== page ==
(20) Plagiarism may constitute a deliberate attempt to deceive an assessor by claiming work as one's own, or it may be an unintentional breach of academic integrity in circumstances where knowledge of citation/attribution could have been reasonably expected but where the person was not aware of, or did not fully understand, the need to cite sources. It may also involve reusing of one's own work without citing the previous use.

How is Plagiarism Detected?

(21) Plagiarism can be detected in a variety of ways relevant to the nature of the work being undertaken. These include:

  1. The use of pattern recognition software like Urkund Originality Check for written assessment or research materials;
  2. Expert identification of copied themes or ideas in visual arts, practical artifacts, performance pieces and other relevant activities;
  3. Creator or other expert identification of copied research data, formulae, software code or other non-textual material;
  4. Examiner or peer reviewer noting of copied material from theses, published work or research findings.

(22) To prevent plagiarism, academics may wish to:

  1. Discuss the values of academic integrity, student responsibilities and possible consequences for breaches throughout the unit;
  2. Teach citational skills in class;
  3. Use Urkund Originality Check for assessments and examine the originality reports. Results will vary depending on the assignment and level of research required, but generally a result of over 30% is cause for concern, unless the piece is designed as a literature review, laboratory report (where there is an expectation of a fair degree of similarity in the correct presentation and write up of statistical findings) or requires students to repeat verbatim set learned text (where there is only one correct answer).
  4. Require students to sign a pledge of originality on assessment cover sheets.

Assessment Design to Prevent Plagiarism

(23) Plagiarism can be minimised by careful assessment design. This may include:

  1. Setting assessments designed to detect student skill levels such as tests and tutorial oral presentations assigned at the start of semester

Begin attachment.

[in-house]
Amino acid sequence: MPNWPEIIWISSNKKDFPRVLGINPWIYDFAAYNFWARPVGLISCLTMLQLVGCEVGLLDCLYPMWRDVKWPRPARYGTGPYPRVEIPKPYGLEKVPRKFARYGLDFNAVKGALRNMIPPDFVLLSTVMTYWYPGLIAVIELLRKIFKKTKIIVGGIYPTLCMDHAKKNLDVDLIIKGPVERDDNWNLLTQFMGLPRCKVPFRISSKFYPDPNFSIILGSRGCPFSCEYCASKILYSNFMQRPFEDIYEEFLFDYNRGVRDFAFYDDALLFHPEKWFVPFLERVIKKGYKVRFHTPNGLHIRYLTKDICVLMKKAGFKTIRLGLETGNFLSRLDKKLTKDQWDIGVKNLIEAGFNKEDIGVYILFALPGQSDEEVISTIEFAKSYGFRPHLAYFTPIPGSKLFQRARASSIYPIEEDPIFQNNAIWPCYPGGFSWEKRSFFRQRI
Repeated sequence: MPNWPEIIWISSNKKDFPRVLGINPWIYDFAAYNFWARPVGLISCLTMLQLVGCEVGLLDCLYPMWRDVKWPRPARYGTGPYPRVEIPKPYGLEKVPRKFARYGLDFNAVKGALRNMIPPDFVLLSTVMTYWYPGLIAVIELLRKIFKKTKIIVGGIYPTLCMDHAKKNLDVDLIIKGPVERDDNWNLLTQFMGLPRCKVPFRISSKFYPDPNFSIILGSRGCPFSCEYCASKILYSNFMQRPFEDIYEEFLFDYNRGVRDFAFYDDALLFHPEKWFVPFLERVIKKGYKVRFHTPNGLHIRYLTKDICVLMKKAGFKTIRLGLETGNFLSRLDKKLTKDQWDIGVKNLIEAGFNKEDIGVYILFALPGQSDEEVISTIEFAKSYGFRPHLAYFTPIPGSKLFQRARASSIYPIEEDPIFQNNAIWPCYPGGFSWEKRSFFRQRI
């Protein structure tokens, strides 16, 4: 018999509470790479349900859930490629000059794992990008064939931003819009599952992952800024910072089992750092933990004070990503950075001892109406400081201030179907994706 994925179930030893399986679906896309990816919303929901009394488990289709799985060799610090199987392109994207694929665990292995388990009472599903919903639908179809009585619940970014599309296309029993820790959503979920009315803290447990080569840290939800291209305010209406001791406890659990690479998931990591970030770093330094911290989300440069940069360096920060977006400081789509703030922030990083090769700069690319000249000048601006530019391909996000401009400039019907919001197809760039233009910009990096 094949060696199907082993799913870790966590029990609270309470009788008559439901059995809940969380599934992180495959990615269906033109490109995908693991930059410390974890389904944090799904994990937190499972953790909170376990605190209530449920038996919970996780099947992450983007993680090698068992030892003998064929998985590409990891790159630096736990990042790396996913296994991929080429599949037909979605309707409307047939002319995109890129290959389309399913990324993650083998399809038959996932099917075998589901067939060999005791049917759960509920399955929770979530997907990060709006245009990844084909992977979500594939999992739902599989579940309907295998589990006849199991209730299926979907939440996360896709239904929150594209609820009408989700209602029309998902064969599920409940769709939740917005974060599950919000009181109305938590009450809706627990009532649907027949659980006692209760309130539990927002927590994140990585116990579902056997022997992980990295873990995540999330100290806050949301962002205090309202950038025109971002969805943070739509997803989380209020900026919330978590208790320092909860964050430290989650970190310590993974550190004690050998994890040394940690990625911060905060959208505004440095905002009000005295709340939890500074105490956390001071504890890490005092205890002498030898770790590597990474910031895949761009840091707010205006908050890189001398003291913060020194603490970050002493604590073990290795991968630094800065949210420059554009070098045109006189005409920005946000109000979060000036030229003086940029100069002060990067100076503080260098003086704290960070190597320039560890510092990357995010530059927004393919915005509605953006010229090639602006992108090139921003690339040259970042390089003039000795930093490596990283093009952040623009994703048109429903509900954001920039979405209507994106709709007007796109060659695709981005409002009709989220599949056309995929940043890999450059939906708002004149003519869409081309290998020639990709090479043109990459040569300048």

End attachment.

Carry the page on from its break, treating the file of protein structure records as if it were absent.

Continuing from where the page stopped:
2. Using assessment rubrics that measure citational skills
  3. Conducting in-class writing exercises for a baseline writing sample

(24) In an online environment, plagiarism in test or exam settings can be reduced by:

  1. Utilising tests with limited time releases (ie available only for the period of the test);
  2. Using Urkund Originality Check or other tools to compare submitted online exam papers with known existing work
  3. Setting exam questions that call for originality in the approach to the answer and cannot be effectively responded to with a "cut and paste" approach;
  4. For examinations that are required to be time-bound and fact-based for professional accreditation purposes, online invigilation methods may be available to satisfy the requirement.

Using Urkund Originality Check to Detect Plagiarism

(25) The University currently uses the pattern recognition software program Urkund Originality Check to check written work for potential plagiarism. This is an important tool for use by staff and students that has many benefits for the University. These tools compare submitted text to a comprehensive database of work from across the world on a word by word basis.

(26) Originality Reports are not plagiarism reports, nor are percentage matches always necessarily indicative of levels of plagiarism - they are simply a tool to assist in bringing work with matching text to assessors' attention. Appropriate and accurate citation may well produce a higher score. As a result, the report requires interpretation and interrogation, and a case by case examination of whether plagiarism has occurred or not must still be performed.

(27) Care should be taken to properly interpret Urkund Originality Check results, especially in circumstances where students' work is scoring higher merely because it is substantially similar to other students' work which happened to have been marked earlier. In this case, it should not be assumed that the later-marked assessment is necessarily the perpetrator of greater plagiarism.

(28) Staff can use pattern recognition software to generate Originality Reports to assist in the identification of written work that may warrant further investigation for potential plagiarism. They can also use the tool as a teaching tool to assist in conveying good academic integrity practices to their students.